Like the Thermaltake cable riser, the LINKUP Ultra has a ribbon-style design, and is broken into five sections. As a result, cable management is a breeze, and going around corners is very simple. This is a 90-degree cable, meaning that the female end is perpendicular to the cable. Depending on how your graphics card is oriented, this can be critical for a clean installation. And continuing the trend of multiple options, you can choose a left- or a right-hand angle. As a result, you can get the exact 90-degree orientation for your needs.
On the male end, the tips are coated with 24-karat gold. This can help reduce interference under certain conditions. That said, it doesn’t improve your transfer speed. Like the rest of these cables, the LINKUP cable has a maximum transfer rate of 32Gbps. On the plus side, you get a 12-month warranty, so you’re protected from any premature failures.
Best Alternative: ASIAHORSE PCIE 4.0 16x Shielded Extreme Riser Cable
The ASIAHORSE PCIE 4.0 16x Shielded Extreme Riser Cable is another cable with plenty of options. In terms of length, you only have one choice: 207mm, or about eight inches. In most cases, that’s all you’ll ever need, but keep in mind this limitation if you need a longer run. That said, you get the choice of 180- or 90-degree female ends. So regardless of your graphics card’s orientation, you’ll be able to reach and install it easily. The cable is also compatible with all versions of PCIe all the way back to PCIe 1.0. Then again, if your motherboard only supports PCIe 1.0, you probably want to upgrade your motherboard.
Additional versions of the cable are available for PCIe 3.0 and 3.1 respectively. All of these have slightly different designs and profiles. The PCIe 4.0 variant that we used is split into three sections. The first, narrow ribbon is for the power pins. The two broader ribbons transmit the data signal. This isn’t quite as flexible as a five-section design, but it’s still pretty flexible. The PCIe 3.1 variant has that five-ribbon design, and is slightly more flexible. The PCIe 3.0 variant, on the other hand, is a single wide ribbon. This version isn’t nearly as flexible, but it’s still pretty reliable.
Returning to the PCIe 4.0 version, you get excellent shielding. Each of the 48 inner cables is individually shielded, which doesn’t just protect them from outside interference. It also prevents cross-talk, so they aren’t interfering with each-other. The cables are all made from a copper core, which ensures a clear transmission and maximum speed. To go along with this, the male end boasts gold-plated tips for slightly improved clarity. The female end, meanwhile, has an extra-sturdy catch, which can survive multiple installs. All of this is protected by a 12-month manufacturer’s warranty.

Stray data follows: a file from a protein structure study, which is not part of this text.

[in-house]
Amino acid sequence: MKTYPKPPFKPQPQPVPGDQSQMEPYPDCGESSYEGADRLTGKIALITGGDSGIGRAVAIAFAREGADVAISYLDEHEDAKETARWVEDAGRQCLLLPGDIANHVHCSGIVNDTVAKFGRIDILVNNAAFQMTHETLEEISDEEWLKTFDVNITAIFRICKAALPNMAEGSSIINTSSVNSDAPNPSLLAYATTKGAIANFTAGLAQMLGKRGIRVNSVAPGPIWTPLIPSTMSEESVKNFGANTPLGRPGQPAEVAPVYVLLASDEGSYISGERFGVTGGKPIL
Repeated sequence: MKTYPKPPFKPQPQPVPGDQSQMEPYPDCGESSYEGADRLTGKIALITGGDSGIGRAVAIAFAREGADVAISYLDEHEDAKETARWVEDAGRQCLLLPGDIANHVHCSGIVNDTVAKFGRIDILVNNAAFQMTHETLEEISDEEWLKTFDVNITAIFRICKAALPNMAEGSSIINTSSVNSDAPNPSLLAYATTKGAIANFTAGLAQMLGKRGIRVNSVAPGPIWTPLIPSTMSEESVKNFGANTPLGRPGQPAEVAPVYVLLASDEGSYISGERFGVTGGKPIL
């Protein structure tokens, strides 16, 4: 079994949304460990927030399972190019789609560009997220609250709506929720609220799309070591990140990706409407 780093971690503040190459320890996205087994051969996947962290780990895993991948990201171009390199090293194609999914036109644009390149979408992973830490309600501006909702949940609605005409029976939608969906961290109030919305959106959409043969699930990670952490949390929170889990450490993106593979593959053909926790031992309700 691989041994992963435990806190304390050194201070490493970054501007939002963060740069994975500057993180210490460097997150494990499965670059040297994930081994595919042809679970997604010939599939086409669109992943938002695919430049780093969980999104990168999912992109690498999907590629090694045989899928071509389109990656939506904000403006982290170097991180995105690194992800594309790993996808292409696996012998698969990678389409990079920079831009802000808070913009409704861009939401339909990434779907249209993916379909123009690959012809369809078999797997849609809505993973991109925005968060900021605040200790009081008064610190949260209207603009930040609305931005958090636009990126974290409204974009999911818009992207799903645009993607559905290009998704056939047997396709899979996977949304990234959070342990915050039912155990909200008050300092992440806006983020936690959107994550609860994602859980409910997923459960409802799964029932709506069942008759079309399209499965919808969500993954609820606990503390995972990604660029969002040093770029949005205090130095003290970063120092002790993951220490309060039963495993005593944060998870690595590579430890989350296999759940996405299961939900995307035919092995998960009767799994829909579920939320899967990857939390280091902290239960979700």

Best 2nd Alternative: LIAN LI Premium PCI-E 16X 4.0 Black Extender Riser Cable
The LIAN LI Premium PCI-E 16X 4.0 Black Extender Riser Cable is a more straightforward option. This is a 200mm PCIe 4.0 x16 cable, with a maximum transfer speed of 32Gbps. Like many of today’s choices, it’s divided into five smaller ribbons, which makes cable management easier. All in all, it’s pretty flexible, but the outer rubber layer is a little bit stiffer than we would have liked.
The male end is very tough, and would be difficult to damage by accident. It sports gold tips, so you have to worry a little bit less about interference. The female end is equally well-engineered, with a reinforced locking clamp that’s just as tough as the male end.
Which PCIe Riser Cable is Best?
So, which one of these PCIe 4.0 riser cables is going to be the best for you? Here’s what we’ve learned.
The Thermaltake TT Premium PCIe 4.0 Flexible Riser Cable is very well-engineered. The large female end not withstanding, it’s very durable, and the insulation is of high quality. Moreover, you get multiple different lengths, as well as a PCIe 3.0 option. If you need a reliable 180-degree cable, this is an excellent choice.
The LINKUP Ultra PCIe 4.0 X16 Riser Cable is possibly the best 90-degree riser cable in the world. With so many lengths to choose from, as well as left- and right-hand options, you get plenty of versatility. The ribbon-style design makes routing easy, and the white option is a great choice for cases with glass panels.
The ASIAHORSE PCIE 4.0 16x Shielded Extreme Riser Cable comes in both 90- and 180-degree versions. It only comes in 207mm, but if that’s what you need, it’s exceptionally durable and reliable. And thanks to the robust insulation, it’s a particularly good choice if you’re experiencing interference.
The LIAN LI Premium PCI-E 16X 4.0 Black Extender Riser Cable is well-engineered and durable. Both the male and female ends can withstand the rigors of installation, and it’s reasonably flexible. As 90-degree cables go, this is definitely a solid performer. Then again, it doesn’t really seem to offer any benefits over the other three options.
2 thoughts on “Guide to the Best PCIe 4.0 Riser Cables (Updated for 2023)”
Thanks for the guide. I have a minor correction, though. Both silver and copper are better conductors than gold, and also cheaper than gold. Gold is used because it’s a stable metal. It doesn’t react with a lot of other elements, and therefore doesn’t easily tarnish, corrode, or otherwise degrade over time. This is why it’s enough for connectors to be gold plated, rather than having to use gold all the way through.
Thank you for the article, and thank you even more for making it newbie-friendly! Too many other tech writers speak about / teach about their subject matter in a way that may leave your average newbie thinking they may not be smart enough to even hope to someday grasp the subject matter.
I smiled when I noticed you picked the EZDIY riser as a top pick because I was literally just staring at that on Amazon wondering if I should buy it. I have only just recently heard that these gizmos exist, and I began paying closer attention and wanting to know more immediately following this string of infuriating failures to successfully pick a SLI bridge of proper size. I think now that I’ve had those setbacks I probably now have pretty good idea of my size requirement. However, if I had just known about these risers (I prefer “extenders” personally) there never would have been an issue since I obviously would have been able to move one card closer or farther to make the fit easy.
BTW, you didn’t mention that these slot risers could take a lot of the headache out of making SLI work!